I haven’t been shy in the past, around anyone that will listen, about the previous generations of the Altra Olympus (the 1.0 and 1.5) and my general opinion of those versions of the shoe is that while they are meant to be a hybrid road/trail shoe, they are too heavy for the road and have really terrible traction for the trail, so they just aren’t really good for either.
Author: Ryan Delany (Page 2 of 2)
Most of us are familiar with Strava as a tool to track our activities and the fastest of us can claim bragging rights for KOMs, QOMs, and CRs but did you know for the rest of us, there are some pretty cool features you may not even know exist?
Being an ultra runner living in Utah means a lot of my running and mountain biking adventures occur in the mountains and in remote locations that have poor or no cellular reception. I also tend to run/ride alone quite often, and lately, those runs and rides have been getting longer and longer. For the sake of my family, I started looking around at various options in the event that there was some type of emergency, and I stumbled upon the Spot Gen3.
Product Review – Altra Lone Peak 2.5
The Altra Lone Peak 2.5 is the 4th generation of the Lone Peak shoe (1.0, 1.5, 2.0, 2.5) and the third generation that I have owned. The Lone Peak 1.5 was actually my very first pair of Altra shoes, and I’ve been running in zero drop shoes ever since. To say I was excited to buy and try these shoes out is an understatement!
I’m currently training for my third ultra, the Squaw Peak 50, on June 6, 2015 and my training plan called for 26 miles yesterday. I’ve never actually had any interest in running a marathon (even though I’ve run many half-marathons and a couple ultras) as I never really felt like pushing myself full speed for about 4 hours, and I’m not a huge fan of pavement/asphalt running.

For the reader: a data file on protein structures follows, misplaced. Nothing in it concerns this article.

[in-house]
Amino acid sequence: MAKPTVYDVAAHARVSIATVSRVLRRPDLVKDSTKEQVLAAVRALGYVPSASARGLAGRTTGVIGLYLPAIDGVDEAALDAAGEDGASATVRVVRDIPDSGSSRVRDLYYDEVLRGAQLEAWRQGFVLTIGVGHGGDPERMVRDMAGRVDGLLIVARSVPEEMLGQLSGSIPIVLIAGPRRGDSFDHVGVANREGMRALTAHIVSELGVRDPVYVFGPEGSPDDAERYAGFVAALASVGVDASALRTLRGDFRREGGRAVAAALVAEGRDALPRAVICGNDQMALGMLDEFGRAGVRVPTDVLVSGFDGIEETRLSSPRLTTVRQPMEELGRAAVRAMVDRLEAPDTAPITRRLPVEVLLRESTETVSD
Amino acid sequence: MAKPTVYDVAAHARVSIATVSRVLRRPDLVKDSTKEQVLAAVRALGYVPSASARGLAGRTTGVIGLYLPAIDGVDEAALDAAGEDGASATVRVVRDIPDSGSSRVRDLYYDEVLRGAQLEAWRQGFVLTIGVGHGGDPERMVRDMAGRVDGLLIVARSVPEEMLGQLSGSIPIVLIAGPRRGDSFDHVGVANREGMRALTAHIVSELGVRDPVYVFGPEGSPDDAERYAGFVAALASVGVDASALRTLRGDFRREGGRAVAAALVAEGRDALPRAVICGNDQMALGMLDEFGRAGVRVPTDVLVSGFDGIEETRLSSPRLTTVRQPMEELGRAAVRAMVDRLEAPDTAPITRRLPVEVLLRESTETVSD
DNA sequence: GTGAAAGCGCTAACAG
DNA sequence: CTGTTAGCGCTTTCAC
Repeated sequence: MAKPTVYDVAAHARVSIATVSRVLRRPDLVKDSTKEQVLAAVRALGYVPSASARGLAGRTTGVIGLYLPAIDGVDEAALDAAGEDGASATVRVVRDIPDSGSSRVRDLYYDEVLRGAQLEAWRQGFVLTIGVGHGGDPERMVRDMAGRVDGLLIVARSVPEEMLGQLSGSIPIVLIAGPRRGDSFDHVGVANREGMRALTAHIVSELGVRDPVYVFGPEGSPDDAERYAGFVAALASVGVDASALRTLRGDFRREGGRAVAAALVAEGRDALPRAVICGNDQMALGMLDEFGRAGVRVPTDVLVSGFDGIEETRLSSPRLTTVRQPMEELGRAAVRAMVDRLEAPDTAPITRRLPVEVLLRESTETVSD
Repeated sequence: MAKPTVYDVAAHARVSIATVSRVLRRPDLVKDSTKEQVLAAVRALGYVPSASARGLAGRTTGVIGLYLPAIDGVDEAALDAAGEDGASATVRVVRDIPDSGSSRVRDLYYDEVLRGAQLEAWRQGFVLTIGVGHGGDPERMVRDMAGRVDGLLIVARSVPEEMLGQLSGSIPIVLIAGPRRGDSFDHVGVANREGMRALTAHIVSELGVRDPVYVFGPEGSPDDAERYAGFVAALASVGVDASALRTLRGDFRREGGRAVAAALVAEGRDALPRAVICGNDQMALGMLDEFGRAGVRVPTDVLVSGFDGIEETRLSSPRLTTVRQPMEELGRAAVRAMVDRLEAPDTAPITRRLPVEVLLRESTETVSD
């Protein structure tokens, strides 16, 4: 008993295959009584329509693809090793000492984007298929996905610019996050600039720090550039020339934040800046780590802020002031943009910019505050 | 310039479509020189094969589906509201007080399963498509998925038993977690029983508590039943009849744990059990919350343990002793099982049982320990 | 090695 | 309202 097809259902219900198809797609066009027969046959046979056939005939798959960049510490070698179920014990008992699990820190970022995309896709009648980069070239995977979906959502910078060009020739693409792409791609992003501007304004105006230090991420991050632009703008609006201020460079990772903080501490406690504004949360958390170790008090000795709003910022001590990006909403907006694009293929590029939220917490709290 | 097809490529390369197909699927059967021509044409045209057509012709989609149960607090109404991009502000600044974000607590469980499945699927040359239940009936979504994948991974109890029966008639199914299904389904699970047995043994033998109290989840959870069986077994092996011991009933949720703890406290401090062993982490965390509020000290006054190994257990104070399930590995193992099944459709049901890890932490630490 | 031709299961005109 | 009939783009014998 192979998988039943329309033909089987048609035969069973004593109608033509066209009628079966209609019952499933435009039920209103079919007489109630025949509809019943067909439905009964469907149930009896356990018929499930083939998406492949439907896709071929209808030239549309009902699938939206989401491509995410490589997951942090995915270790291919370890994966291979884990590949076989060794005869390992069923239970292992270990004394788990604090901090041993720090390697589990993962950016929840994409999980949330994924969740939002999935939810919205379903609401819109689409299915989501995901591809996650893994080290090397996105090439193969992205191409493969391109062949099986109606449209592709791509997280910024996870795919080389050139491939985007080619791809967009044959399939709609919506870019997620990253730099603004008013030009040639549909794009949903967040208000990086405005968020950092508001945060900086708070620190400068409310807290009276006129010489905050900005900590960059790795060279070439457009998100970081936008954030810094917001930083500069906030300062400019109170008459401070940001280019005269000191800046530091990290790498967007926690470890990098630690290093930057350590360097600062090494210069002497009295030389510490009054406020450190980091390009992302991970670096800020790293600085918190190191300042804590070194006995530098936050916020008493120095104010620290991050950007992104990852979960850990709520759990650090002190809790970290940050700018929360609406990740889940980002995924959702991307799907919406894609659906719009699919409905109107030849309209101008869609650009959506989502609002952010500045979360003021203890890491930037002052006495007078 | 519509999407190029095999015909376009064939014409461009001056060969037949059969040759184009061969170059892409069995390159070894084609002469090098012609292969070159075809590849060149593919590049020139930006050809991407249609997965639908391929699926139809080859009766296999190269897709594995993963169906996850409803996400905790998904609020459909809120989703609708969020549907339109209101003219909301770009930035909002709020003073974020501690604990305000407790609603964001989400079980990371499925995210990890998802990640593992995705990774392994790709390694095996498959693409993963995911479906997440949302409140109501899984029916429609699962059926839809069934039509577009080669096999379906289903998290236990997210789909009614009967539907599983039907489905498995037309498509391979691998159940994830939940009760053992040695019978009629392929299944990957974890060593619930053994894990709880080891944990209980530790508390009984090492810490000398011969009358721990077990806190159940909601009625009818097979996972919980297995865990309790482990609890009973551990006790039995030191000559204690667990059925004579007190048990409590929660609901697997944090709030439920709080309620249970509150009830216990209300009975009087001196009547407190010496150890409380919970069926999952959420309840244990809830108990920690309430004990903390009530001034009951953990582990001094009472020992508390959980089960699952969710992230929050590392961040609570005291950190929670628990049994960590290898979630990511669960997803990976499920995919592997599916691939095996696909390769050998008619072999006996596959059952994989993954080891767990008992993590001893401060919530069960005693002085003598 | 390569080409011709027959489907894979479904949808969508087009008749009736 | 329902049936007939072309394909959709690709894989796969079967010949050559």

Product Review – Skora Tempo
As any of my running friends know, I am a big fan of zero drop shoes for many reasons, and for the past few years have run exclusively in Altra shoes (Olympus, Lone Peak, and Paradigm in particular). Unfortunately, not a lot of shoe companies offer zero drop shoes yet, so I was very excited to see that Skora was releasing a new zero drop running shoe with a decent amount of cushioning, the Tempo.
One of the best uses of a GPS watch is the ability to keep an accurate workout log online with minimal effort. For Garmin users, the online portal that you sync your device with is Garmin Connect. For Suunto users, the online portal that you sync your device with is Movescount. Other brands have their own respective portals, but I’m only going to focus on these two for now since they are the dominant brands in the space.
Updated: Mar 29, 2017
Runners have it good when it comes to GPS watch choices. There are more options than there are days in the year, and every month it seems like a new watch is released to the market. In fact, a quick stop over at DC Rainmaker (let’s be honest, if you can get away from there in under an hour, you are lucky!) will show you just how many choices there are. My goal with this post is to help narrow down the dizzying amount of choices, with a specific focus on ultra running. This is not a comprehensive list of all GPS watches out there, and there may be watches that aren’t on my list for one reason or another, but that doesn’t mean they won’t work for you.